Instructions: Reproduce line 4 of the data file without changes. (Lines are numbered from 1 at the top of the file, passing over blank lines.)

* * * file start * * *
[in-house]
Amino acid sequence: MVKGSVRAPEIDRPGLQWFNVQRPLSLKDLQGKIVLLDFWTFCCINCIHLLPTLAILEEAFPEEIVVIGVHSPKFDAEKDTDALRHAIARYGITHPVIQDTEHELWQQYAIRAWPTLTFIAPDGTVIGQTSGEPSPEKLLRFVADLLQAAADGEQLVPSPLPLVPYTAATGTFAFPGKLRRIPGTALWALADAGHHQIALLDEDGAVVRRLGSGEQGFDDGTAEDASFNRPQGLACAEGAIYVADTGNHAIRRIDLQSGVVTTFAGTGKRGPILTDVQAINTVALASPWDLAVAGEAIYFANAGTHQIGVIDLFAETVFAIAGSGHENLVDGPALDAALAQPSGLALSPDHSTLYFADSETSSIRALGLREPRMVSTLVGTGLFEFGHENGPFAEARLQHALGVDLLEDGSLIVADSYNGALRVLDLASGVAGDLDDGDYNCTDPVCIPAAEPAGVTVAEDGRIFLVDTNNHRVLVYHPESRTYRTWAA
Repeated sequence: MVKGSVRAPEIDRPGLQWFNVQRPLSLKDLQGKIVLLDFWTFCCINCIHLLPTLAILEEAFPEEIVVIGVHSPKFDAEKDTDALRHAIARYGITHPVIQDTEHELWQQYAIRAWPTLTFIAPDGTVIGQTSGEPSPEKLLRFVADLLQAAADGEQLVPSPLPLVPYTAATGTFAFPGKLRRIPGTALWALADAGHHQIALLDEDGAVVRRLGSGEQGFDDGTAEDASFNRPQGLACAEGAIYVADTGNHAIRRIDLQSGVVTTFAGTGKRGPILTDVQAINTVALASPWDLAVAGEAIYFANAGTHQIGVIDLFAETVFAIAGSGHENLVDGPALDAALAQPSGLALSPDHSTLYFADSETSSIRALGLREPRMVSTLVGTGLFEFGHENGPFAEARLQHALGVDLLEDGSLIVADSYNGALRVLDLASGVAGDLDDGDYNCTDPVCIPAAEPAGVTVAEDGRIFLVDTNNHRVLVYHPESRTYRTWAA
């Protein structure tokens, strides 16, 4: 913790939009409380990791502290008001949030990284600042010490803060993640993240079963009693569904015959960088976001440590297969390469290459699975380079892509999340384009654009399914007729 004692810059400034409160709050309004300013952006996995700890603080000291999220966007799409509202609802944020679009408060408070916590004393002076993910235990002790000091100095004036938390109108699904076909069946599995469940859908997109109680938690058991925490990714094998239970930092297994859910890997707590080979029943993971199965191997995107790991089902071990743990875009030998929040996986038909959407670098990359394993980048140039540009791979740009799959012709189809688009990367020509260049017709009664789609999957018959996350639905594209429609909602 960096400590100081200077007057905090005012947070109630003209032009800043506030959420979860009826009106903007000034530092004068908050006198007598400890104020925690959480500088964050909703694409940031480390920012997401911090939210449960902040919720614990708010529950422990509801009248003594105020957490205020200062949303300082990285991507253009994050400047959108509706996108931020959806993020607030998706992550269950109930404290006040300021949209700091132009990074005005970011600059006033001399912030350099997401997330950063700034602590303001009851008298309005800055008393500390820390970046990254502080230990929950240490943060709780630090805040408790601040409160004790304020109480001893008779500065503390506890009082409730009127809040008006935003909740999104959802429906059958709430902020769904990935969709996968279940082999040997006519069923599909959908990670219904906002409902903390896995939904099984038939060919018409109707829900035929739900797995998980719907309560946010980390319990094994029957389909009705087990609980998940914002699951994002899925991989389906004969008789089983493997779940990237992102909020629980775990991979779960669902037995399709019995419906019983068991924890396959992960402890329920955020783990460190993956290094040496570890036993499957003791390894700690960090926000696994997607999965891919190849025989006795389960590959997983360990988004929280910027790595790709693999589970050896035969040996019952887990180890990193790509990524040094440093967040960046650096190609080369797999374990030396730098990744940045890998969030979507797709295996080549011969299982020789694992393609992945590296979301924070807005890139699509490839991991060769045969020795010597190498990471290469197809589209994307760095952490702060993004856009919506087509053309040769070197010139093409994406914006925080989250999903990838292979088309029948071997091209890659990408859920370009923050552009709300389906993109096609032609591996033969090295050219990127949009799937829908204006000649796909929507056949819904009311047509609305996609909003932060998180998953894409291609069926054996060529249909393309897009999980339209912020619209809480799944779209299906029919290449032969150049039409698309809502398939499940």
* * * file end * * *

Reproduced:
């Protein structure tokens, strides 16, 4: 913790939009409380990791502290008001949030990284600042010490803060993640993240079963009693569904015959960088976001440590297969390469290459699975380079892509999340384009654009399914007729 004692810059400034409160709050309004300013952006996995700890603080000291999220966007799409509202609802944020679009408060408070916590004393002076993910235990002790000091100095004036938390109108699904076909069946599995469940859908997109109680938690058991925490990714094998239970930092297994859910890997707590080979029943993971199965191997995107790991089902071990743990875009030998929040996986038909959407670098990359394993980048140039540009791979740009799959012709189809688009990367020509260049017709009664789609999957018959996350639905594209429609909602 960096400590100081200077007057905090005012947070109630003209032009800043506030959420979860009826009106903007000034530092004068908050006198007598400890104020925690959480500088964050909703694409940031480390920012997401911090939210449960902040919720614990708010529950422990509801009248003594105020957490205020200062949303300082990285991507253009994050400047959108509706996108931020959806993020607030998706992550269950109930404290006040300021949209700091132009990074005005970011600059006033001399912030350099997401997330950063700034602590303001009851008298309005800055008393500390820390970046990254502080230990929950240490943060709780630090805040408790601040409160004790304020109480001893008779500065503390506890009082409730009127809040008006935003909740999104959802429906059958709430902020769904990935969709996968279940082999040997006519069923599909959908990670219904906002409902903390896995939904099984038939060919018409109707829900035929739900797995998980719907309560946010980390319990094994029957389909009705087990609980998940914002699951994002899925991989389906004969008789089983493997779940990237992102909020629980775990991979779960669902037995399709019995419906019983068991924890396959992960402890329920955020783990460190993956290094040496570890036993499957003791390894700690960090926000696994997607999965891919190849025989006795389960590959997983360990988004929280910027790595790709693999589970050896035969040996019952887990180890990193790509990524040094440093967040960046650096190609080369797999374990030396730098990744940045890998969030979507797709295996080549011969299982020789694992393609992945590296979301924070807005890139699509490839991991060769045969020795010597190498990471290469197809589209994307760095952490702060993004856009919506087509053309040769070197010139093409994406914006925080989250999903990838292979088309029948071997091209890659990408859920370009923050552009709300389906993109096609032609591996033969090295050219990127949009799937829908204006000649796909929507056949819904009311047509609305996609909003932060998180998953894409291609069926054996060529249909393309897009999980339209912020619209809480799944779209299906029919290449032969150049039409698309809502398939499940």